Construction accident death occurs needlessly and too often. This is especially true when work involves scaffolds and construction done at heights more than 20 feet from the ground. For decades, NYS has had a law in effect called the Scaffold Law. It provides legal protection for construction workers who experience gravity-related accidents involving heights.
On February 14, 2022, a construction worker fell several stories at a Brooklyn Heights work site.
According to a Brownstoner article, emergency personnel and the police found the worker lying unconscious on the second floor of a 10 story building. One report stated he had fallen from the roof and another that he had fallen from the eighth floor. In either case, he was working at a height more than 20 feet above the ground. A construction worker who witnessed the fall said the worker had not been wearing a harness when he fell.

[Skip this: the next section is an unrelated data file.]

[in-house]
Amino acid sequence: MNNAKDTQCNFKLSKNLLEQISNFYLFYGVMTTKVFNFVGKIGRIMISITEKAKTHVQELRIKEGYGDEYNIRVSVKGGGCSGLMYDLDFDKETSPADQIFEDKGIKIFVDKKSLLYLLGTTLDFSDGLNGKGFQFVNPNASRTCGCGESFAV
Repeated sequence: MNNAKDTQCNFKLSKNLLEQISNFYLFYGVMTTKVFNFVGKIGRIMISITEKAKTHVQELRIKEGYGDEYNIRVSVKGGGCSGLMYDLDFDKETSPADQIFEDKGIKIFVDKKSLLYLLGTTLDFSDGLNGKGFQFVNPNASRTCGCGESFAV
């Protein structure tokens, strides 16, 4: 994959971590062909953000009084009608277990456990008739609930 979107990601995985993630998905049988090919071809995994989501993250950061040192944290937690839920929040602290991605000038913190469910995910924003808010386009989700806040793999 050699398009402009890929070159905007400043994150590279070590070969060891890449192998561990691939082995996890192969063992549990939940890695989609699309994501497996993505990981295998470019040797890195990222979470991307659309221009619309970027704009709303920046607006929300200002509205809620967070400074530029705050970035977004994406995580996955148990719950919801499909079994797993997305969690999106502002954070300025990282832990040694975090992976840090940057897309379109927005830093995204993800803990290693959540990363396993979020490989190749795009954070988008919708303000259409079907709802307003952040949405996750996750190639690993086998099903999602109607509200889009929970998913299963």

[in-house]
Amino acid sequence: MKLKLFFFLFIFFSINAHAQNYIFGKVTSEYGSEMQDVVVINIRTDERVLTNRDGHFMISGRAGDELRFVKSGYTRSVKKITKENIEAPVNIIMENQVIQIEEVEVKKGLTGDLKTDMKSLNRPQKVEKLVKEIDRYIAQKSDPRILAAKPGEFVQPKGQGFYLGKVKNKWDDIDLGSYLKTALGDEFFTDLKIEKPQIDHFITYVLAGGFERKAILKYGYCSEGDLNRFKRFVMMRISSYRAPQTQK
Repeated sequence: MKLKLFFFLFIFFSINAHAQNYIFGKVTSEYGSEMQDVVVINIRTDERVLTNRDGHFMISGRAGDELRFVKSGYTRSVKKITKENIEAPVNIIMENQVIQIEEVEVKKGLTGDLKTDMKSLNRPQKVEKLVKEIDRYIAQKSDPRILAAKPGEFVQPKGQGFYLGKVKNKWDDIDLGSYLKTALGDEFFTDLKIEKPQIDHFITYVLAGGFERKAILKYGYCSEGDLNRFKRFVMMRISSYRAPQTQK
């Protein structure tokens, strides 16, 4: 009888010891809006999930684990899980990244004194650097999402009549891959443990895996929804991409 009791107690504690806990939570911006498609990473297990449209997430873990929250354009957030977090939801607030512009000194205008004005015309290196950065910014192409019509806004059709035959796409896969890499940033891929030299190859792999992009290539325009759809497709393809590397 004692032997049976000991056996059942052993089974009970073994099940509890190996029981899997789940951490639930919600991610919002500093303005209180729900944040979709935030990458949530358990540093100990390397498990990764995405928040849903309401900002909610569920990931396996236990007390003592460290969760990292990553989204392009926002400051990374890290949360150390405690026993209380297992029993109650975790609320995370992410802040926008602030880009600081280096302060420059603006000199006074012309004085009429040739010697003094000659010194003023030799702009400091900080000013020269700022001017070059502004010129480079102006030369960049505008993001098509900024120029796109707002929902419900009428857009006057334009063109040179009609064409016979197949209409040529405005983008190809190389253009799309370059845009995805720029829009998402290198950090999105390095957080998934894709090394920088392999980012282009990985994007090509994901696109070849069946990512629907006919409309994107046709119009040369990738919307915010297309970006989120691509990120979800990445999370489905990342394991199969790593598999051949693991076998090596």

The property where the construction site accident occurred was a former Jehovah's Witness dormitory. The propter owner, Vincent Viola, who is a billionaire financial entrepreneur, is converting the property into a luxury apartment building with 96 units. The name of the rental building is The Torre House.
Seventeen complaints regarding worker safety on the property had been filed with the DOB and city's Office of Administrative Trials and Hearings since 2020. Three of the 17 complaints were dismissed. Among the complaints were allegations of insufficient guard rails and a lack of vertical safety nets.
Construction site workers can suffer injury due to gravity-related falls while working at elevations more than 20 feet without proper safety equipment. Under such instances, the Scaffold Law enables injury victims or their families to hold employers and property owners fully accountable.
Our attorneys at Sackstein, Sackstein & Lee, LLP can answer your questions in a free consultation and determine whether grounds exist to sue. Call us at 516-248-2234 or 718-539-3100 or reach out to us through our contact form